Orion Twp. looks to purchase Great Lakes Athletic Club

Facility would house senior, teen, community, fitness programs

By Jim Newell
Managing Editor
ORION TWP. — Orion Township government could be getting into the fitness business, or more appropriately the community center business.
The board of trustees on Monday voted unanimously to authorize Supervisor Chris Barnett and township attorney Dan Kelly to negotiate an asset purchase agreement to put a bid on the Great Lakes Athletic Club, 3800 Baldwin Rd.
If the township is successful in purchasing the athletic club, it would become a fitness and community center, with all of the programs and departments currently at the Orion Center on Joslyn Road moving to the new facility, said township Supervisor Chris Barnett.
GLAC is currently in receivership, Barnett said.
“So far where we’re at in the process is that we’ve expressed interest. A receiver has been appointed by the court and attorney Dan Kelly and myself have been meeting with and working with the receiver. We know that there are other (potential buyers), at least two, and maybe three other interested groups,” Barnett said. “We have submitted a letter of intent. The next step would be to submit an asset purchase agreement.”
Barnett said the township would look to purchase the athletic club without a tax increase or millage to residents.
Funding sources could include up to $2.2 million from the parks and recreation fund balance, $6 million from the township’s general fund balance, $1.2 million from the township’s host fee fund balance and a $500,000 senior grant for a total of $9.9 million.
The township would also look into grant opportunities and possibly lease or sell the Orion Center on Joslyn Road to help pay for the proposed purchase. “We know that there’s value in the Orion Center building,” Barnett said.
The township estimated that if it chose to build a new facility it would cost more than $26 million for land acquisition, construction and other fees.
The Great Lakes Athletic Club is a nearly 80,000 square foot facility and the asking price is around $8 million.
“Not very often in public service or even in the business world do you get an opportunity where you can scratch the itch of a lot of your stakeholders and do it for a fraction of the cost of what it would be,” Barnett said. “Our window is closing on available property in the township to do something like this unless we take away existing outdoor recreation space.”
A community and fitness center would address a need that Orion Township residents have overwhelmingly said they want in the township community surveys and the parks and recreation department’s five-year master plan update said Barnett and parks and recreation Director Aaron Whatley.
“Every five years we canvass the community. We reevaluate the trends and the direction we’re going,” Whatley said. “Recurring themes: indoor winter activities, swimming pool, senior activities, family-friendly programs, affordable programming. These are all things the community wants, and needs.”
“The more we have dug in, the more we have researched the better this has looked. We didn’t put numbers about revenue on the screen because we wanted to be careful about that. But I can tell you in year one that we will make money. This will be a profit center for the township,” Barnett said. “The revenue from this could replace a millage, potentially. And it could provide a lot of opportunities that the residents have been asking us to do.”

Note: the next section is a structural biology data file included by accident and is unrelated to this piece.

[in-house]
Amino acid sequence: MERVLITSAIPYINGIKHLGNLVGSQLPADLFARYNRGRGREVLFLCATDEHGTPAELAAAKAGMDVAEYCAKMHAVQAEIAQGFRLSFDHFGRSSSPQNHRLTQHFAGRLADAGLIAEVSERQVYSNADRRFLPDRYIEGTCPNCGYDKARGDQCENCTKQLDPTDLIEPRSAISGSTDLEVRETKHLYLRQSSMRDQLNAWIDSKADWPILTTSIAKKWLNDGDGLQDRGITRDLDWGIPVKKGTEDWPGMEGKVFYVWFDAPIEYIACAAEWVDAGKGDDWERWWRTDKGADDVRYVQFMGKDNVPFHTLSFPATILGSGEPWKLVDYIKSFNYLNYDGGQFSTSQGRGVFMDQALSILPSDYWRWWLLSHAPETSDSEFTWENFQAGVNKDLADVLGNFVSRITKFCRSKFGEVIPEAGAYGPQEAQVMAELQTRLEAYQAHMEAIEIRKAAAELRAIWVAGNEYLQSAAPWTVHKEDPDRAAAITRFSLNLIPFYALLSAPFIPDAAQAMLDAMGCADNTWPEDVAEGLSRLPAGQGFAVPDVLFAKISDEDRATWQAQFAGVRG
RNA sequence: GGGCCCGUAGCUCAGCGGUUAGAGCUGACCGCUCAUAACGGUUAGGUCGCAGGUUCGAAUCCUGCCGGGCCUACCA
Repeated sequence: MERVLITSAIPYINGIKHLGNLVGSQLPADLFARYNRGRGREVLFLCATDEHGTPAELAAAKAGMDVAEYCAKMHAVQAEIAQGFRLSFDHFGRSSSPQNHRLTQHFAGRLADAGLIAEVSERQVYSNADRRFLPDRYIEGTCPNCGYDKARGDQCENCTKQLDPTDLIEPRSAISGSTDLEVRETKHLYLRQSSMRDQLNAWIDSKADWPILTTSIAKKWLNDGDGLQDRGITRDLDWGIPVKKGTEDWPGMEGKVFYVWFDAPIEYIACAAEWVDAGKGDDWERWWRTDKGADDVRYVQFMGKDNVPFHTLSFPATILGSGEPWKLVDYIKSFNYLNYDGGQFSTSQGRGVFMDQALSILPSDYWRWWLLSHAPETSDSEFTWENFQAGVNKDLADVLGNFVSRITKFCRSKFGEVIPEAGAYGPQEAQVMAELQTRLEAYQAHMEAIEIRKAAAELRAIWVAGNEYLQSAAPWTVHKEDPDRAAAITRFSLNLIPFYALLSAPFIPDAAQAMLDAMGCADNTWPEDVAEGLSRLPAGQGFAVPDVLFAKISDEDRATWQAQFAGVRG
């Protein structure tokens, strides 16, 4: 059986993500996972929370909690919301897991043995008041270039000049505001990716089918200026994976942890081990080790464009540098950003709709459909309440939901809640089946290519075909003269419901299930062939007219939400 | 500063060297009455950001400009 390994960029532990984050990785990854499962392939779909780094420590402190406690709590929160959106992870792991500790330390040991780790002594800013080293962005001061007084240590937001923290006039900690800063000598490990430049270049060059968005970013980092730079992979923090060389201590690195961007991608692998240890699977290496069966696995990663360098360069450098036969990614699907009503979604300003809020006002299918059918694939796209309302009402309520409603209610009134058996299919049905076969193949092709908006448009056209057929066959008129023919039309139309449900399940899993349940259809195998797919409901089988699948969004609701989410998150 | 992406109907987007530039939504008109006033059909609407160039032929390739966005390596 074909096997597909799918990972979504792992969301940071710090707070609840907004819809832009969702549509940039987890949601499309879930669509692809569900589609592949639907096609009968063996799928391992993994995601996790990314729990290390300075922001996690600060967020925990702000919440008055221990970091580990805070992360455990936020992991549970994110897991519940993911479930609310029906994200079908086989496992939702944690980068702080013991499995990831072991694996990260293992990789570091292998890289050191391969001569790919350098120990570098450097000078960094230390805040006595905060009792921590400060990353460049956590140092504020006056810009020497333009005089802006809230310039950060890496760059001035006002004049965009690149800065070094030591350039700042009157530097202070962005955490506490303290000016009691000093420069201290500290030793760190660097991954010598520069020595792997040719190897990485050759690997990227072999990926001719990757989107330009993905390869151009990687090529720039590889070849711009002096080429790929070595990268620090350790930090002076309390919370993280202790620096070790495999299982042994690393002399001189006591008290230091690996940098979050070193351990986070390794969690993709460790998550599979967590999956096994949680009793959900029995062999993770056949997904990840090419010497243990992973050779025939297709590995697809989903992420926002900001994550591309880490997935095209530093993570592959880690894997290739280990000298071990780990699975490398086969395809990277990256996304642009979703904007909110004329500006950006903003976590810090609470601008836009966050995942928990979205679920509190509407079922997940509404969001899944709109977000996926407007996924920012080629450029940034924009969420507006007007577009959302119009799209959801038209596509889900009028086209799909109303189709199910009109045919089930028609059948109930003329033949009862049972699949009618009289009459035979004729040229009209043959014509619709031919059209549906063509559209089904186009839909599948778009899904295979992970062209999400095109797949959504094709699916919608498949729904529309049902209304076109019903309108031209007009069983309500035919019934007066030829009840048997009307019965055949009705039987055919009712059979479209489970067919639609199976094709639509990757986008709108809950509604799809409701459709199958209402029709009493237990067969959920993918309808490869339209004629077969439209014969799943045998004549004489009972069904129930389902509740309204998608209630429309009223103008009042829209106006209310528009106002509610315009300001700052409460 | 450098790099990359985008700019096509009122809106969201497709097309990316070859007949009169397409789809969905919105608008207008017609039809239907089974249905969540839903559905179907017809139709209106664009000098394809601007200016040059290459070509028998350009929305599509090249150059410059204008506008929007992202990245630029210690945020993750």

Free services would include senior and youth activities, a teen center, special events, food distribution, emergency services as well as an election location.
Paid services could include memberships, fitness classes, indoor athletic leagues, lease agreements and drop-in programs such as swimming, basketball, volleyball and pickleball.
Whatley said memberships would be more affordable than most fitness centers, estimating that the township would charge $40-$50 per month for a family of four.
“One of the key pieces that we wanted to make clear was that do we have a membership in place to do this,” said Parks & Recreation programmer Chelsie Petrusha
Petrusha said the Great Lakes Athletic Club currently has more than 4,000 members and the township would hope to retain some of those members. The township currently has 460 exercise room members at the Orion Center, offering a low-rate monthly fee for senior center members.
“We would be able to hopefully keep all of those members in the move over to this new facility,” Petrusha said. “We have over 3,100 Orion Center members, so that’s also something huge for us, knowing that we could potentially get all of those people into a new, bigger facility.”
The new facility would be open to people outside of Orion Township, and the township would hope to draw customers from surrounding areas.
“In a 10-mile radius there’s over 250,000 households, so we’re hopeful that we’re going to be able to reach a lot of people that they currently cannot reach,” Petrusha said.
The Orion Township Board of Trustees meets at 7 p.m. the first and third Mondays of the month at the Orion Twp. Municipal Complex.

One response to “Orion Twp. looks to purchase Great Lakes Athletic Club”

  1. GLAC has never gone back to their original jours for the club or the pools since COVID. After writing, I received a response that said their profit margins went down if they were open later. If the purchase goes through, do you have a plan to return to the normal hours? They were open until 11pm during the week and 10pm on the weekend.

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